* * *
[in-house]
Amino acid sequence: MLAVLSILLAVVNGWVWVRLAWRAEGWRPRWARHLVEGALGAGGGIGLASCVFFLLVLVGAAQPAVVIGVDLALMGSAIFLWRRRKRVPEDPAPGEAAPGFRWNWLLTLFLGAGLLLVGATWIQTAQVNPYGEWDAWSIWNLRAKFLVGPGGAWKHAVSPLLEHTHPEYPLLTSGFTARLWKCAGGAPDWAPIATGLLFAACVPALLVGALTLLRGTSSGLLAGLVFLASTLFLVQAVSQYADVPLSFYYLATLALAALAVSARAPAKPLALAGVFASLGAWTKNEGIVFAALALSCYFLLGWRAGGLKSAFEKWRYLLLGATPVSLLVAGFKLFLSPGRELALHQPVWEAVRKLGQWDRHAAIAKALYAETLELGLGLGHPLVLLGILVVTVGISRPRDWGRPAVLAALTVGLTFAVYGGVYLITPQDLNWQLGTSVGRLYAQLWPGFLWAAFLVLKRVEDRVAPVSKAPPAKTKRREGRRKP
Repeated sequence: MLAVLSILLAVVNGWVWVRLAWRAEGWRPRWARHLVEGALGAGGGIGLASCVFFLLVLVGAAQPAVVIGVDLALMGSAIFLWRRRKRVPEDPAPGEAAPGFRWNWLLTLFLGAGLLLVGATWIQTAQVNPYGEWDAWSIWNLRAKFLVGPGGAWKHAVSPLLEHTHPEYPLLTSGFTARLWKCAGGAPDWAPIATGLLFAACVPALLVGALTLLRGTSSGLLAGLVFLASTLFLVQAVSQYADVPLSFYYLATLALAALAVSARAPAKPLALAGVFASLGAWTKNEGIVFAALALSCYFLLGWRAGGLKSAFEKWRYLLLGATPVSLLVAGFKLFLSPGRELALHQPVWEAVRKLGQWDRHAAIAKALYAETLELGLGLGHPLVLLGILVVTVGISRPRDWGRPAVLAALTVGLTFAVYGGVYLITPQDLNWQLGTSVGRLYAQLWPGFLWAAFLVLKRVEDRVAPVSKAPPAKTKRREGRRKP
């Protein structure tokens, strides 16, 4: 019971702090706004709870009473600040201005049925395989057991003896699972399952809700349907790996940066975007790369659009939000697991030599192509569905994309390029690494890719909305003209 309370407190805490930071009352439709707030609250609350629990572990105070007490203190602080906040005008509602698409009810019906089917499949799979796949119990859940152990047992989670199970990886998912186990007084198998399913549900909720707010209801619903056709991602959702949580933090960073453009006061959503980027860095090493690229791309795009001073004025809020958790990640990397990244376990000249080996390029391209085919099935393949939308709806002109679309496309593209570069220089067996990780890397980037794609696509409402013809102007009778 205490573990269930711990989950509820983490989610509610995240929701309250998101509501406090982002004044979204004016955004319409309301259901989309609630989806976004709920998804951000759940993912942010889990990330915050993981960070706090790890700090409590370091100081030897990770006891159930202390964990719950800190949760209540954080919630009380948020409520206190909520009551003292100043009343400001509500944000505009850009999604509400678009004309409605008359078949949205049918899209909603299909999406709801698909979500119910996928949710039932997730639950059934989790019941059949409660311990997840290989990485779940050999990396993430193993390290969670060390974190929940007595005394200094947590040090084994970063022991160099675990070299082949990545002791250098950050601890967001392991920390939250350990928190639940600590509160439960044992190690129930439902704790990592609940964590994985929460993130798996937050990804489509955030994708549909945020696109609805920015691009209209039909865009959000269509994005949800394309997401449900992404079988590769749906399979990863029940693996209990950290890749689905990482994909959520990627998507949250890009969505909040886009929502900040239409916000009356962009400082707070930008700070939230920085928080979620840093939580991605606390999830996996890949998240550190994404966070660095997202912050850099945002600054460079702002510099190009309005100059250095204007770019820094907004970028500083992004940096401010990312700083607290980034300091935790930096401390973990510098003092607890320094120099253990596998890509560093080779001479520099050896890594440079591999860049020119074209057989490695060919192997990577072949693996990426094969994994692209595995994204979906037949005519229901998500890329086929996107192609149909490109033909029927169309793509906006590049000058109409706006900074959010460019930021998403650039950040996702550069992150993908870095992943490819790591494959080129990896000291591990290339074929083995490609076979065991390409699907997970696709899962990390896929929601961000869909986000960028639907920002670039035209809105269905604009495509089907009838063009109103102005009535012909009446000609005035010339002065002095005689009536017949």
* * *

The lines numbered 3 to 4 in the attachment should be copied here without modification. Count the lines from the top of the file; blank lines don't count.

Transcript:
Repeated sequence: MLAVLSILLAVVNGWVWVRLAWRAEGWRPRWARHLVEGALGAGGGIGLASCVFFLLVLVGAAQPAVVIGVDLALMGSAIFLWRRRKRVPEDPAPGEAAPGFRWNWLLTLFLGAGLLLVGATWIQTAQVNPYGEWDAWSIWNLRAKFLVGPGGAWKHAVSPLLEHTHPEYPLLTSGFTARLWKCAGGAPDWAPIATGLLFAACVPALLVGALTLLRGTSSGLLAGLVFLASTLFLVQAVSQYADVPLSFYYLATLALAALAVSARAPAKPLALAGVFASLGAWTKNEGIVFAALALSCYFLLGWRAGGLKSAFEKWRYLLLGATPVSLLVAGFKLFLSPGRELALHQPVWEAVRKLGQWDRHAAIAKALYAETLELGLGLGHPLVLLGILVVTVGISRPRDWGRPAVLAALTVGLTFAVYGGVYLITPQDLNWQLGTSVGRLYAQLWPGFLWAAFLVLKRVEDRVAPVSKAPPAKTKRREGRRKP
């Protein structure tokens, strides 16, 4: 019971702090706004709870009473600040201005049925395989057991003896699972399952809700349907790996940066975007790369659009939000697991030599192509569905994309390029690494890719909305003209 309370407190805490930071009352439709707030609250609350629990572990105070007490203190602080906040005008509602698409009810019906089917499949799979796949119990859940152990047992989670199970990886998912186990007084198998399913549900909720707010209801619903056709991602959702949580933090960073453009006061959503980027860095090493690229791309795009001073004025809020958790990640990397990244376990000249080996390029391209085919099935393949939308709806002109679309496309593209570069220089067996990780890397980037794609696509409402013809102007009778 205490573990269930711990989950509820983490989610509610995240929701309250998101509501406090982002004044979204004016955004319409309301259901989309609630989806976004709920998804951000759940993912942010889990990330915050993981960070706090790890700090409590370091100081030897990770006891159930202390964990719950800190949760209540954080919630009380948020409520206190909520009551003292100043009343400001509500944000505009850009999604509400678009004309409605008359078949949205049918899209909603299909999406709801698909979500119910996928949710039932997730639950059934989790019941059949409660311990997840290989990485779940050999990396993430193993390290969670060390974190929940007595005394200094947590040090084994970063022991160099675990070299082949990545002791250098950050601890967001392991920390939250350990928190639940600590509160439960044992190690129930439902704790990592609940964590994985929460993130798996937050990804489509955030994708549909945020696109609805920015691009209209039909865009959000269509994005949800394309997401449900992404079988590769749906399979990863029940693996209990950290890749689905990482994909959520990627998507949250890009969505909040886009929502900040239409916000009356962009400082707070930008700070939230920085928080979620840093939580991605606390999830996996890949998240550190994404966070660095997202912050850099945002600054460079702002510099190009309005100059250095204007770019820094907004970028500083992004940096401010990312700083607290980034300091935790930096401390973990510098003092607890320094120099253990596998890509560093080779001479520099050896890594440079591999860049020119074209057989490695060919192997990577072949693996990426094969994994692209595995994204979906037949005519229901998500890329086929996107192609149909490109033909029927169309793509906006590049000058109409706006900074959010460019930021998403650039950040996702550069992150993908870095992943490819790591494959080129990896000291591990290339074929083995490609076979065991390409699907997970696709899962990390896929929601961000869909986000960028639907920002670039035209809105269905604009495509089907009838063009109103102005009535012909009446000609005035010339002065002095005689009536017949």